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Making Of 'Karmelion'

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Date Added: 27th October 2010
Software used:

Lighting & Rendering

The thought behind the lighting was to display the details of the automobile as vividly as possible. However, I did not want to stick to a studio lighting setup. The intention was to have the car in an indoor environment but with lighting that suggested penetration of sunlight and natural light.

My initial lighting decision was to have part of the environment being in sunlight and part of it in shade. But I later felt that a lot of details were being blown out by the sun or most of the rear end was being obscured. So I decided to maintain an indoor look to it, whilst still being lit from the outside with daylight.

I used V-Ray 1.5 for the overall process of lighting, along with V-Ray Materials. I have used a total of six lights along with Global Illumination to light the scene. No HDRI was used. The breakdown of the lights along with their description is as follows:

Light 01 - Direct Light with V-Ray Shadows. Set to simulate sunlight with sharp shadows (Fig.12).
Light 02 - V-Ray Plane light with blue color to simulate light entering from outside through the blue glass.
Light 03 - Dome light to fill up the area around the car and to produce curved reflections (Fig.13).
Light 04 - This was added because I felt the wall in front was not receiving enough light and was causing sharp differences of light and dark. So, I added a V-Ray plane light and set it to face the wall and roughly matched its dimensions as well (Fig.14).

Fig. 12

Fig. 13

Fig. 14

Light 05 and 06 were individual lights for the tires and decals, rims etc.

I did not use HDRI lighting, since I already had modeled the background and it was reflecting quite sufficiently in the car.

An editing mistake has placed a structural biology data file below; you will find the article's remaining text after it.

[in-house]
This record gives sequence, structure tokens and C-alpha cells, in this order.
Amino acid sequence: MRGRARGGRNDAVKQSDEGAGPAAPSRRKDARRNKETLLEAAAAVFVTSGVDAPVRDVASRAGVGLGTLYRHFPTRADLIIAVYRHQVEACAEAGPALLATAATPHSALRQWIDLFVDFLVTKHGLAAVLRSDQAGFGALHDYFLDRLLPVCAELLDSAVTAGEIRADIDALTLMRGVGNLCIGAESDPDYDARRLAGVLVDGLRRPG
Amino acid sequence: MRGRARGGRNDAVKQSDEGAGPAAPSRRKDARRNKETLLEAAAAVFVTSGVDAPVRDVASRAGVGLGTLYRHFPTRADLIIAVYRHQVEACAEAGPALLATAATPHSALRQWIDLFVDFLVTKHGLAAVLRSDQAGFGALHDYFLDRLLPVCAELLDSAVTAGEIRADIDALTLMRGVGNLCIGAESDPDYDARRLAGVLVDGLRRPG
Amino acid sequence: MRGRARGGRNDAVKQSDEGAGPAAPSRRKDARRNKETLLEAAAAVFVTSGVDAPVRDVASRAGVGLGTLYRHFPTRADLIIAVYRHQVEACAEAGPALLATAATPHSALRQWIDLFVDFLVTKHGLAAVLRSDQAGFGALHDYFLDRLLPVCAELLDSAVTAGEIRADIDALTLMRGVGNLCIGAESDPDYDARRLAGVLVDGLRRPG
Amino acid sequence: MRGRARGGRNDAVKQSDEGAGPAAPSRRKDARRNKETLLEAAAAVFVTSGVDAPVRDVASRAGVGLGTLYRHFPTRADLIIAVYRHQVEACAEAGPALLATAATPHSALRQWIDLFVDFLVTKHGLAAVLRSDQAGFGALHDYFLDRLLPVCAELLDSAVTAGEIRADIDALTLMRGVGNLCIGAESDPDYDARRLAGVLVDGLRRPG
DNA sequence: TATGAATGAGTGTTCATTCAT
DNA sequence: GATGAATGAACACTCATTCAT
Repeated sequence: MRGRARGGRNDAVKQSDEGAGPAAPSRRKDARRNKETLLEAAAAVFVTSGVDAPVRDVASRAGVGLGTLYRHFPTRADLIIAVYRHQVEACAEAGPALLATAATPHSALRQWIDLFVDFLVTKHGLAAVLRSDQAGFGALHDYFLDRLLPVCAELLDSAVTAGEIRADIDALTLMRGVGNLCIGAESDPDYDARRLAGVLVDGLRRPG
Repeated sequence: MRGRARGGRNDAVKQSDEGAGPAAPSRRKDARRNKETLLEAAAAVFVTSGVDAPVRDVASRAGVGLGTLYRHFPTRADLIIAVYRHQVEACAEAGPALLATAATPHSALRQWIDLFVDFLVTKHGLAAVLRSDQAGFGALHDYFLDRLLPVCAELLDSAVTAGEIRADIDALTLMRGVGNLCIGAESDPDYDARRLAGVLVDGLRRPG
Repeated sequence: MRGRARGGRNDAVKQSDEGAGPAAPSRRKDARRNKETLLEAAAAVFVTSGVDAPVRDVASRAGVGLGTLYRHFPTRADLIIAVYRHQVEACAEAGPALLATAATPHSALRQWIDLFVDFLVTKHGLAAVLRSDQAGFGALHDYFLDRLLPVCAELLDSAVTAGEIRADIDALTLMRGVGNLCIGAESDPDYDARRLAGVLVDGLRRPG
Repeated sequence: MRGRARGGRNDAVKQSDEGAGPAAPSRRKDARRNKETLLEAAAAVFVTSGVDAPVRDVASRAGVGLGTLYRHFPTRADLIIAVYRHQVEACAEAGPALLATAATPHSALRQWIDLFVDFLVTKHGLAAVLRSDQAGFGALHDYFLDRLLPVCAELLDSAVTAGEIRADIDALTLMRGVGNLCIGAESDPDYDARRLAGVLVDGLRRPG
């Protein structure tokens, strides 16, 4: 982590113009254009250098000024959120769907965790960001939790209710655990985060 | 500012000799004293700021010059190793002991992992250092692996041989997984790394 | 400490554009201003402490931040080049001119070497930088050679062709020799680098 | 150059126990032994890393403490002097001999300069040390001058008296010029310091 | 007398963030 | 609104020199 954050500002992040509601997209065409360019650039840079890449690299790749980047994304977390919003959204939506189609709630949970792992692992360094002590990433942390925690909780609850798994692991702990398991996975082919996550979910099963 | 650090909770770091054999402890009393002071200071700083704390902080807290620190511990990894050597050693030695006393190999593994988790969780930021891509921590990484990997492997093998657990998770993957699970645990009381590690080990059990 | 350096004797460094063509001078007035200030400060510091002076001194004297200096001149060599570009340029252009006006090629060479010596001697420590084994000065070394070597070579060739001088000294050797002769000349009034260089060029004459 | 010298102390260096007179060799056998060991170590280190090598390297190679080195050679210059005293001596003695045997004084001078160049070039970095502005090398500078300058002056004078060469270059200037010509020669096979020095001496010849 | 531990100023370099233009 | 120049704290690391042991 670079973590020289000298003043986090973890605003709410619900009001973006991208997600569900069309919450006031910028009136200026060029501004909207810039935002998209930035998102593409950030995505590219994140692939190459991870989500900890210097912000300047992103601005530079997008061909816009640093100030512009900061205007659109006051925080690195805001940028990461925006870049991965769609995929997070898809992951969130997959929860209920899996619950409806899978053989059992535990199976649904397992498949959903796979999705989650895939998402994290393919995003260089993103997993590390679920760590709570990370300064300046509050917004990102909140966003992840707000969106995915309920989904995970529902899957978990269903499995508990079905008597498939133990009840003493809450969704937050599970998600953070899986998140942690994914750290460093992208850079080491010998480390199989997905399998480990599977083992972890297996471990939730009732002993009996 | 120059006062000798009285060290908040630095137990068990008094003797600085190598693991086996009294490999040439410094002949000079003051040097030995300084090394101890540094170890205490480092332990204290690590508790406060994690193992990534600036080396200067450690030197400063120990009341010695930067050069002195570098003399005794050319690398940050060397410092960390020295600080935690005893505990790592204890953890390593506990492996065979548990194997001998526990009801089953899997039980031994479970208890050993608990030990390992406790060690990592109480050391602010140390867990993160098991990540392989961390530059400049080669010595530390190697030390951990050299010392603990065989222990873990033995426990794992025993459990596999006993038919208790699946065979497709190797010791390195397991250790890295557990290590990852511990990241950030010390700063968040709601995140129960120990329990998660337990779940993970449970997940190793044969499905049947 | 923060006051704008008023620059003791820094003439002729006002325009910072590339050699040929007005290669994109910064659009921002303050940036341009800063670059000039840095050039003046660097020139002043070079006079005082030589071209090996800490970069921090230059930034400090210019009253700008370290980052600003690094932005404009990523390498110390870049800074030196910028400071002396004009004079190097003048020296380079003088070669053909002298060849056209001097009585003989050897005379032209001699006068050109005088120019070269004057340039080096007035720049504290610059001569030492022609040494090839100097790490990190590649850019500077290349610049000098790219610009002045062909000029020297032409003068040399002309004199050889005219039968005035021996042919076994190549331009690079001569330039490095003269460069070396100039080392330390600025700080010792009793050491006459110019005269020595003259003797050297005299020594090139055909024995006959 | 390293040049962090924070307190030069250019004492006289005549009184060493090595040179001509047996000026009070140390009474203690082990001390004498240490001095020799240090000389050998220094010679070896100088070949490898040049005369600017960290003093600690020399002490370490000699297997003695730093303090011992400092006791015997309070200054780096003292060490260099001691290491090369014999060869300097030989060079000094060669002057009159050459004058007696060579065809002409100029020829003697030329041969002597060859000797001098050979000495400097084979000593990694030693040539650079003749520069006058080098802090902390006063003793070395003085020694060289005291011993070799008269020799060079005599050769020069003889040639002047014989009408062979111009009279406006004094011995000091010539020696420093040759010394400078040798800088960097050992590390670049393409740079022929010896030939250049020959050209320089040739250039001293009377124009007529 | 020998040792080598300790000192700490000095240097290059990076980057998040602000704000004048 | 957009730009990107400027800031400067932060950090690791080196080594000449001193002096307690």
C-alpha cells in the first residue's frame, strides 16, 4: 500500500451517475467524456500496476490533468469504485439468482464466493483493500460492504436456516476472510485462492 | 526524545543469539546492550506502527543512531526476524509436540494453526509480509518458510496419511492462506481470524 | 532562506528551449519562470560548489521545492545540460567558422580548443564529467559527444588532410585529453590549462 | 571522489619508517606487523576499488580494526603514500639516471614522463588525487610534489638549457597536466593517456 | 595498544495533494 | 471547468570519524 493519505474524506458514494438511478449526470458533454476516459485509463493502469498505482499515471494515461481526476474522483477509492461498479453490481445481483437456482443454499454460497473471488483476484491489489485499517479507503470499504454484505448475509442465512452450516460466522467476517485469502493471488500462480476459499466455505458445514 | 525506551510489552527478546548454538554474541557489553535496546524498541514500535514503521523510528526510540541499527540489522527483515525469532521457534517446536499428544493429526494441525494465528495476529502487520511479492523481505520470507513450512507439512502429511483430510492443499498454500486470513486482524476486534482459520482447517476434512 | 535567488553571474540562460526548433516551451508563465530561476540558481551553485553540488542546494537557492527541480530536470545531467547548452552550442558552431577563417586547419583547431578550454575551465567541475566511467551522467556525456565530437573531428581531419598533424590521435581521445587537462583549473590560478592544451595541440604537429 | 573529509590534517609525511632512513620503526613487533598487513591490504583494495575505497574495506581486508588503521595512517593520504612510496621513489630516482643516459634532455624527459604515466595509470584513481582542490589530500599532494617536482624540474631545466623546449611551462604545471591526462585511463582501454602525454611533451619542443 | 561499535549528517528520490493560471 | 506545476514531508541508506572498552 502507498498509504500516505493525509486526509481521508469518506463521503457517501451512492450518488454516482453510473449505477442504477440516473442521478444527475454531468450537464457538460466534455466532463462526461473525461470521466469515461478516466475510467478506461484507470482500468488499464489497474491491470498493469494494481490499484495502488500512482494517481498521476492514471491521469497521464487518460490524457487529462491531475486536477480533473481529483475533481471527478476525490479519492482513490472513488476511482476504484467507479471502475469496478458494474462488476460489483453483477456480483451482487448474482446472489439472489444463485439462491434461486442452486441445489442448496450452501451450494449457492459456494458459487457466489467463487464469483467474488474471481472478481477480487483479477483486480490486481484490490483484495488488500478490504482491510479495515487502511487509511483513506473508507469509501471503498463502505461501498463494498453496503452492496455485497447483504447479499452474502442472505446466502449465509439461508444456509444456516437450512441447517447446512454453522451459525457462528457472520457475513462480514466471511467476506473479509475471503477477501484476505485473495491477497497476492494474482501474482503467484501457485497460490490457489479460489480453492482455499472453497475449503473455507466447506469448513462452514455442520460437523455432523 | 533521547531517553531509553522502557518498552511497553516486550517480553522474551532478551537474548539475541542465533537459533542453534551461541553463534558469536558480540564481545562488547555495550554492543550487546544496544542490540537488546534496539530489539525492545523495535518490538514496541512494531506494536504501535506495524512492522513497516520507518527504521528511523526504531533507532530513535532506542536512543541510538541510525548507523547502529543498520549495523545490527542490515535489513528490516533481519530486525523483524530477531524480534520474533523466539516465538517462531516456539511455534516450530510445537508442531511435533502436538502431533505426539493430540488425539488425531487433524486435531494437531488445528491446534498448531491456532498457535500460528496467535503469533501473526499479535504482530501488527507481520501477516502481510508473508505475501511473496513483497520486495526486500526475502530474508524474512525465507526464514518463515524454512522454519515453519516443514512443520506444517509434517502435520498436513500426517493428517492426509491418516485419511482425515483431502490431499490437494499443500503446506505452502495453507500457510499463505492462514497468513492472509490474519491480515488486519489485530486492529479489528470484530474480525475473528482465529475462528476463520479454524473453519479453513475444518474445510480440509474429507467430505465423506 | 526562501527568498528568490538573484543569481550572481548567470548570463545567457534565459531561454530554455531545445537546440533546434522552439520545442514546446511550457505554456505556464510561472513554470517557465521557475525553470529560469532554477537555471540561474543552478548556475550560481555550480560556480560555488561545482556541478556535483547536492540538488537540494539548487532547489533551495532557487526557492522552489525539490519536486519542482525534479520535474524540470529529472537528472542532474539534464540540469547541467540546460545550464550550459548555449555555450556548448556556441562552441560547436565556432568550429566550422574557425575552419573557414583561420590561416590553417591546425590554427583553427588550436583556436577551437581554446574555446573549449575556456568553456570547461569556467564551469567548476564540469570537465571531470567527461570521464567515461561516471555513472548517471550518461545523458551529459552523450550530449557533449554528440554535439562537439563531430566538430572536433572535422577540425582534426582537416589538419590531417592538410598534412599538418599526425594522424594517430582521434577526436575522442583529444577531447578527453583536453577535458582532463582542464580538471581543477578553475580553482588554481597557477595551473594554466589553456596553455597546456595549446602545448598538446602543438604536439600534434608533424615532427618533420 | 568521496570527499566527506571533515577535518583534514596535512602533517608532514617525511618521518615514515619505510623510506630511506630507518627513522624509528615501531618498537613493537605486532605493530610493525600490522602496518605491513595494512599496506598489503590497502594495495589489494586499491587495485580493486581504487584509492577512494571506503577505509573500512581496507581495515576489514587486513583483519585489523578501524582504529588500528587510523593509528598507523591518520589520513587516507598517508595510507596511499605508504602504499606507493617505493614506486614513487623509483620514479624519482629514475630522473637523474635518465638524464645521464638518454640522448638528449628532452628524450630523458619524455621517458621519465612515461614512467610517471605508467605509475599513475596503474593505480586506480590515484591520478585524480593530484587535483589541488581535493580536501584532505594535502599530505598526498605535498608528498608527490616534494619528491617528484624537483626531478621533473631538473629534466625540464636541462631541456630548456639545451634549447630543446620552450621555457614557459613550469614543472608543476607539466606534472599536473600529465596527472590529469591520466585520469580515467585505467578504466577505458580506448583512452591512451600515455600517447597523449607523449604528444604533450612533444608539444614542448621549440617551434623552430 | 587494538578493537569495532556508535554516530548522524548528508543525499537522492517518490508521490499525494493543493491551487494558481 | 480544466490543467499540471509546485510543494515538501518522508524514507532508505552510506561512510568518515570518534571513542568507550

My rendering setup is displayed in Fig.15.

Fig. 15


The original image was rendered out at 2560x1600 pixels. I had to render these out in separate pieces using 3ds Max's region render feature since I could not render a single pass fully on my computer (memory issues, processing times, etc). I had it set up on a couple of computers and it took about 11 hours or so hours for a single pass.

When I finally had all the pieces I wanted, I took them to Adobe Photoshop and joined them, lining it up at pixel level. I hiked the red channels a bit along with the magenta, and applied a .5 pixel blurring to certain regions that were I felt too sharp and needed to be subdued.

And here's the final piece (Fig.16).


General Responses

Well, the response to this piece was quite good in general. Many felt it to be a good break from the straight, angular concept cars that are on display nowadays while some felt the design to be a bit too strong. Personally, I would like to place this in an outdoor scene, maybe an alien one and see how it goes. Let's watch out for that now, shall we.

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